In This Issue:
1. Editor's Note: Privacy: Not Just Less, But Different
2. Today's Top Story
- Langa Letter: Converting Audio Files? Let 'Er Rip!
3. Breaking News
- Are Those Your Sunglasses I Hear Ringing?
- Tech Vendors To Congress: More R&D Help, Please
- Pressure Builds For U.S. To Use More Surveillance Cameras
- LAPD Recruits Computer To Stop Rogue Cops
- Symantec: SQL Server Port Under Heavy Scanning
- Bill Would Impose Tax On Internet Porn
- Hackers Spreading Spyware From Free Personal Web Sites
- Oregon Duo Charged With Selling Hot HP Gear On EBay
- Mozilla.org Site Hit With Access Glitches
- 3Com Rewards 'Responsible' Disclosure Of Security Flaws
- Yahoo Buys Maker Of 'Widget' Applications
- See You In Court
- Microsoft And Google In Race For Online Maps
4. In Depth: Employment
5. Voice Of Authority: Outsourcing
6. White Papers: DNS
7. Get More Out Of InformationWeek
8. Manage Your Newsletter Subscription
Quote of the day:
"Civilization is the progress toward a society of privacy. The
savage's whole existence is public, ruled by the laws of his
tribe. Civilization is the process of setting man free from men." -- Ayn Rand, "The Fountainhead"
1. Editor's Note: Privacy: Not Just Less, But Different
Our expectations about privacy aren't just lowered, they're also
changed. We not only expect more surveillance, but we think
differently about privacy than we used to. And those changes are
only going to accelerate.
In the wake of the July 7 London attacks, elected officials in
the U.S. are starting to call for more surveillance cameras
to monitor streets and other public spaces for suspicious
activity. Not too long ago, I would have bristled at this, seeing
it as an invasion of privacy. Now, not so much. After all,
they're talking about putting the cameras in public spaces. The
very definition of a public space is that it's a place
where you have no expectation of privacy. That's why they call it
Still, security expert Bruce Schneier raises a valid question: Is
this, in fact, the best use to which we could be putting our
While a data-mining system isn't the same thing as surveillance
cameras, it comes down to the same thing: every cop's every move
is going to be watched, all the time. An LA policeman raises a
valid concern: exceptional activity doesn't mean a cop is bad, it
could also mean a cop is very good. He's worried that the
system will encourage cops to conform, to stay in the middle of
the pack, to avoid drawing attention to themselves by, say, being
We've only scratched the surface of this trend. It's not just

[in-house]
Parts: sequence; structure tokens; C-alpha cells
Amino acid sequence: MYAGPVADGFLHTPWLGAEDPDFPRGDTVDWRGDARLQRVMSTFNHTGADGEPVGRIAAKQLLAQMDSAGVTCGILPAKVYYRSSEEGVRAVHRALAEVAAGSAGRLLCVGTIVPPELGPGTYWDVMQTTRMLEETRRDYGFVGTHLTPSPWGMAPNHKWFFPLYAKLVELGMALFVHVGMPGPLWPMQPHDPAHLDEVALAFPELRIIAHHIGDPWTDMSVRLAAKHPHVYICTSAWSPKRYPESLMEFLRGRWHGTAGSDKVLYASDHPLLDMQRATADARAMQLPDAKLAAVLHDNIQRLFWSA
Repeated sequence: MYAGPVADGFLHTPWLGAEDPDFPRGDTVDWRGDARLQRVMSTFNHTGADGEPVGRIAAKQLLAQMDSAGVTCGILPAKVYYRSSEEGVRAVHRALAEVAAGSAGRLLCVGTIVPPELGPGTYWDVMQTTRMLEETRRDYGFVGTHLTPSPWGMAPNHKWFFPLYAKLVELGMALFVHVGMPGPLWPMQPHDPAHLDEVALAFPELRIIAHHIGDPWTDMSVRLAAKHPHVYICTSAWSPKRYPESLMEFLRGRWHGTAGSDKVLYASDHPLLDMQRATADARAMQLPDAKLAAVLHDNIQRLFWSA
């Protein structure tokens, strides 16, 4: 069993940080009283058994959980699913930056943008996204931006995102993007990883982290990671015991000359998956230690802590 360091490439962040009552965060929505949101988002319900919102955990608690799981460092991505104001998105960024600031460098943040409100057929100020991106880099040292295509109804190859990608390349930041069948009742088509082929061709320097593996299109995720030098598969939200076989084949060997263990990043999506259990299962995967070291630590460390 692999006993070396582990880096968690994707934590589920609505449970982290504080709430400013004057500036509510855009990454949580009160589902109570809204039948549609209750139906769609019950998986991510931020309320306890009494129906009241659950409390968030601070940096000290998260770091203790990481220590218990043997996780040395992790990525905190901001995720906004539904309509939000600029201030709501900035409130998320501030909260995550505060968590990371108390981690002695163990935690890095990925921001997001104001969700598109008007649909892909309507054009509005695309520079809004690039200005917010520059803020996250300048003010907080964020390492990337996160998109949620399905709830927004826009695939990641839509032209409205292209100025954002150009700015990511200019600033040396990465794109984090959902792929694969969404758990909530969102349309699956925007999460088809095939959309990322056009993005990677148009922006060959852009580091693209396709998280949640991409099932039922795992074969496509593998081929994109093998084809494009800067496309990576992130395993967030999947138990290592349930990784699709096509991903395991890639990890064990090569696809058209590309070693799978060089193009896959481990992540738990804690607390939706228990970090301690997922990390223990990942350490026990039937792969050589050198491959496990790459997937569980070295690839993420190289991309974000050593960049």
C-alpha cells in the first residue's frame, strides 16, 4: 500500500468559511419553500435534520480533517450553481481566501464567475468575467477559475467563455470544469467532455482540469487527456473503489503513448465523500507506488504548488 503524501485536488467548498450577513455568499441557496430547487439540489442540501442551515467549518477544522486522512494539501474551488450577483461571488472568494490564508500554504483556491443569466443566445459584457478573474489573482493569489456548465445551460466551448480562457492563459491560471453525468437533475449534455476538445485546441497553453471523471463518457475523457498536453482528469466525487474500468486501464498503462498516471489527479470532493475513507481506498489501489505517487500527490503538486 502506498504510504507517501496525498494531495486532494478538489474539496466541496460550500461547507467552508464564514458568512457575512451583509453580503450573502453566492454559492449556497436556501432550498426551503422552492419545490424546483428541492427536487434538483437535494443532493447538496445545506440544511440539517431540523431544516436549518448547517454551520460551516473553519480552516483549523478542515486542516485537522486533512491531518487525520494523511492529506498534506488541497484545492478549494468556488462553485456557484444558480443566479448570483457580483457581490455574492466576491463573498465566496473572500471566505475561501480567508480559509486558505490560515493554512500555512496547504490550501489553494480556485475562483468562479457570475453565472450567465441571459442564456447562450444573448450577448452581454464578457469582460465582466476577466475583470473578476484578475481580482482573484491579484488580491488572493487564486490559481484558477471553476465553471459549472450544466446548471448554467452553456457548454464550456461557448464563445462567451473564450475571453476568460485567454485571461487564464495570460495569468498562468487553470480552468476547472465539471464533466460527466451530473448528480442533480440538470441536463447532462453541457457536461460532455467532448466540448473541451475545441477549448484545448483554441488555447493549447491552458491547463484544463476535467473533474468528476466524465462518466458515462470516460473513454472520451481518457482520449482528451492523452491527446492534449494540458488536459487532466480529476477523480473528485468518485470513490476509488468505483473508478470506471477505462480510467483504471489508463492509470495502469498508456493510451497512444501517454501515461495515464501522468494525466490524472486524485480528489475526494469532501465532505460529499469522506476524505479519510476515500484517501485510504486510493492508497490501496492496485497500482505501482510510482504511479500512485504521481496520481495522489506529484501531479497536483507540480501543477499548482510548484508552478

government and big business monitoring individuals, but the
people are starting to monitor right back, piercing government
and business's confidentiality, leaking trade secrets,
proprietary information, and government secrets, ranging in
importance from hobby sites leaking information about upcoming
products to the leaked photos of Abu Ghraib.
That's a major part of why I say that privacy expectations aren't
just lowered, they're changed. We expect more surveillance of us
by business and government, but we're also revealing more secrets
about government and business. I'll talk a little more about this
later this week on our blog.
Not a lot, just a little.
And Another Thing
I'm getting quite a lot of response from readers responding to my
editor's note yesterday about why kids aren't getting into IT. You can
read some of them, and add your own, by following the link.
Hackers Spreading Spyware From Free Personal Web Sites
In another new, malicious twist, hackers are using free personal
Web-hosting sites provided by nationally and internationally
known ISPs to store their malicious code, and to infect users
with worms, viruses, and spyware.
Time was, talented computer jocks would knock on Microsoft's
doors and wait for an audience with its hiring gatekeepers. Now,
Microsoft can't hire the kind of folks it needs fast enough.
--Sidebar to: In Search Of Talent
Paul McDougall says that recent outsourcing to Native Americans
shows that there's plenty of pockets of untapped opportunity in
this country that will emerge as work becomes more portable and
businesses get used to the fact that geography makes little
difference in the information age.
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